Speaking of Miso, it’s a fermented paste and can be put away for years before being used, just like wine. The salt content varies by brand.

Who can write about Asian food and not bring up Tofu? This bean curd is Chinese and was originally made for monks to eat as a meat substitute. The softest kind of tofu is called “flower” tofu. It’s almost custard and you have to eat it with a spoon, like a dessert. Regular soft is perfect for miso soup, while the firmer tofu is used for stir-fry.

The skin of the bean curd is also used and can be filled and rolled. This is actually made from soy milk, as it forms a skin when made which is then taken off and dried. Something I’d never heard of is Thousand Layer Tofu. The Chinese take firm tofu and freeze it. The frozen water in the tofu changes the consistency, and when it’s defrosted, it forms thin layers in the cake.  

Tofu can be kept in your refrigerator for a few weeks if you change the water every day.

There was so much to be learned in this class as the regions of China and Japan differ tremendously. Because of the harsher climates in northern China, by Beijing, they eat grains instead of rice and there is a big Mongolian influence. The west is Sichuan country. The food is much more intense and spicy, with lovely, earthy mushrooms. The eastern region, by Shanghai, has more delicate and refined food. It’s the rice bowl area and by the coast, so seafood is a staple. Southern China is Cantonese. Hong Kong is here and this food is what most of the world associates with “Chinese food.”

Japan, although smaller, is also divided up into regions and varieties of cuisine. The northern islands are known for seafood and dairy cattle. They also grow wheat and eat Ramen noodles. Here, the noodles might come with a pat of butter because of all the dairy. Cuisine from Tohoku, in the south, has a Korean influence and is heavily seasoned and spicy. Tokyo is here and because it’s so metropolitan, it has a variety of flavors. Sushi comes from this area. Okinawa is in the southern region and since WWII, has had a big U.S. influence in its food.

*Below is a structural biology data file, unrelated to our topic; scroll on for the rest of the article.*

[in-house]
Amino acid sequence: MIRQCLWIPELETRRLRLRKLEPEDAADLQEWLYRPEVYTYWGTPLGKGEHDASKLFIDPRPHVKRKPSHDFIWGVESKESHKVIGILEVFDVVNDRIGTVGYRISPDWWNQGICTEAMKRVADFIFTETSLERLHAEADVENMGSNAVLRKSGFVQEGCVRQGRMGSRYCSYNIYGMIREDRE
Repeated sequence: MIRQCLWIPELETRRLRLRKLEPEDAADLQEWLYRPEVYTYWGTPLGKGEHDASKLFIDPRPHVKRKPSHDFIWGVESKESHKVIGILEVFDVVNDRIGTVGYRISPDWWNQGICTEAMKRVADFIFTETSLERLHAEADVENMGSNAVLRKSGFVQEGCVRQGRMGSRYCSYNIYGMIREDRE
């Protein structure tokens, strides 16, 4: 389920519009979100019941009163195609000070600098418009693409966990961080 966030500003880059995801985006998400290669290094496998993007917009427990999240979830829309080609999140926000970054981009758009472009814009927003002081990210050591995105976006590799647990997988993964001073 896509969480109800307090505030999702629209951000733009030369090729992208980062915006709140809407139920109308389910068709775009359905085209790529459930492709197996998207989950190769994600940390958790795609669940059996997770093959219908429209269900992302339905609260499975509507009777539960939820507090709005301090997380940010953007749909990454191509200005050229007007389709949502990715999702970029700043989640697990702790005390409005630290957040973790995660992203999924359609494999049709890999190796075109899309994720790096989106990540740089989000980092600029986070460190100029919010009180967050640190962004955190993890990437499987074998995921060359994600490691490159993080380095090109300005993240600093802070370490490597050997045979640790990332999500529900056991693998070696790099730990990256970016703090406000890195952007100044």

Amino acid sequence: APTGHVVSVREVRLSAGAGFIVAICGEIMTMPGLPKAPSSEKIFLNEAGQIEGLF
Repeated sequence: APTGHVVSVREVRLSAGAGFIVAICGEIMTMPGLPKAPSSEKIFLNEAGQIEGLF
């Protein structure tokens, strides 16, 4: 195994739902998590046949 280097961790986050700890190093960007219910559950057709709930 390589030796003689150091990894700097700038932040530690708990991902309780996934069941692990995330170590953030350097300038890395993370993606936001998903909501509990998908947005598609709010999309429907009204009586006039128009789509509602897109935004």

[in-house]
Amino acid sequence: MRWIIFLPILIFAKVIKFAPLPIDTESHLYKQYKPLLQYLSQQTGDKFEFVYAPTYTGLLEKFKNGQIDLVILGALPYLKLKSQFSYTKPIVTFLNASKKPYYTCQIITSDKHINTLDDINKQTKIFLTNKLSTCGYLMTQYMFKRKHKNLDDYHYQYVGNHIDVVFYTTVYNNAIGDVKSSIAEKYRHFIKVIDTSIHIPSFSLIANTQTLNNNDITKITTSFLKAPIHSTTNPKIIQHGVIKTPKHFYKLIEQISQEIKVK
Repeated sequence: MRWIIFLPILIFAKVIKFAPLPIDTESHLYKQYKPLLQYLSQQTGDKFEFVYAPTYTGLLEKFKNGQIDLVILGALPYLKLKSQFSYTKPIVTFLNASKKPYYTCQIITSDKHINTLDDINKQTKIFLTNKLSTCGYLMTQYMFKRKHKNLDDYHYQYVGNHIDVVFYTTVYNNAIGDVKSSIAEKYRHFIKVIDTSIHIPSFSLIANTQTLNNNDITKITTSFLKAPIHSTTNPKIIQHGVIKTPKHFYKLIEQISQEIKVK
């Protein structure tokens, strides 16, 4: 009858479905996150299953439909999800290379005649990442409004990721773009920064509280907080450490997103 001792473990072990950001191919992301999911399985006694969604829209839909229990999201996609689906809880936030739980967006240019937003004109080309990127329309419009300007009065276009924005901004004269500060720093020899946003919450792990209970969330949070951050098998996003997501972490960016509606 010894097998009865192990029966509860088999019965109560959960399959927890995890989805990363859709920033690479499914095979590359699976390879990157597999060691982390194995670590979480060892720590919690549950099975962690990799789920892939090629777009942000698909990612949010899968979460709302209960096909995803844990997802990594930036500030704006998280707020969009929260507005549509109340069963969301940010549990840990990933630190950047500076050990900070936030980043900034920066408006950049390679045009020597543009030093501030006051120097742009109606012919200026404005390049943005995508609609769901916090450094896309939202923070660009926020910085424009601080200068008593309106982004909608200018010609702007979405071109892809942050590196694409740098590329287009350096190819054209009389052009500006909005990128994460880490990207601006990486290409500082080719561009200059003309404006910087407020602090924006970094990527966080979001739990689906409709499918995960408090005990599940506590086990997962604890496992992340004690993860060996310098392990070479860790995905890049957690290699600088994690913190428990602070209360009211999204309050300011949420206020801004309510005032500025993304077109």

Kansai includes Kyoto and Osaka. Kyoto’s food tends to be elaborately presented and delicately flavored, while Osaka is considered to be a “foodie” area, so the dishes are more fun and interesting. Kyushu has a large European influence from being invaded by Portugal and Spain.

This week, I was assigned another fried dish. Wait, another PORK fried dish. I think there’s a conspiracy afoot to tease the little Jewish fitness girl (who’s NOT kosher, by the way!). Oh gosh, PLEASE have a sense of humor when reading that.

Cathy’s got some more nifty facts about Asia and another wonderful recipe. Click on her blog to read it.

I made a wonderful Japanese pork cutlet. It’s easy and delicious:



4 slices pork fillet, cut as for schnitzel  (thin)
4 T Japanese soy sauce
4 T mirin or dry sherry
1 clove garlic, crushed
Pinch of sansho (Japanese pepper) or ground black pepper
1 egg, beaten
1 T finely chopped spring onion
1 C panko breadcrumbs (use more if you need them)
Vegetable oil for shallow frying (go up about an inch in the pan)
Shreds of pickled ginger

Marinate the pork in mixture of soy, mirin, garlic and pepper for 30 minutes. Mix egg and spring onion together. Dip pork in egg, then in panko, pressing firmly. Chill for 1 hour or so.

Heat oil in a large, heavy frying pan and fry crumbed pork slices over medium heat until golden brown on both sides. Drain on absorbent paper or place on a rack to cool. Slice each one into about 6 pieces and assemble again in original plate. Serve on white rice with the pickled ginger as garnish. A tempura style dipping sauce can be served separately.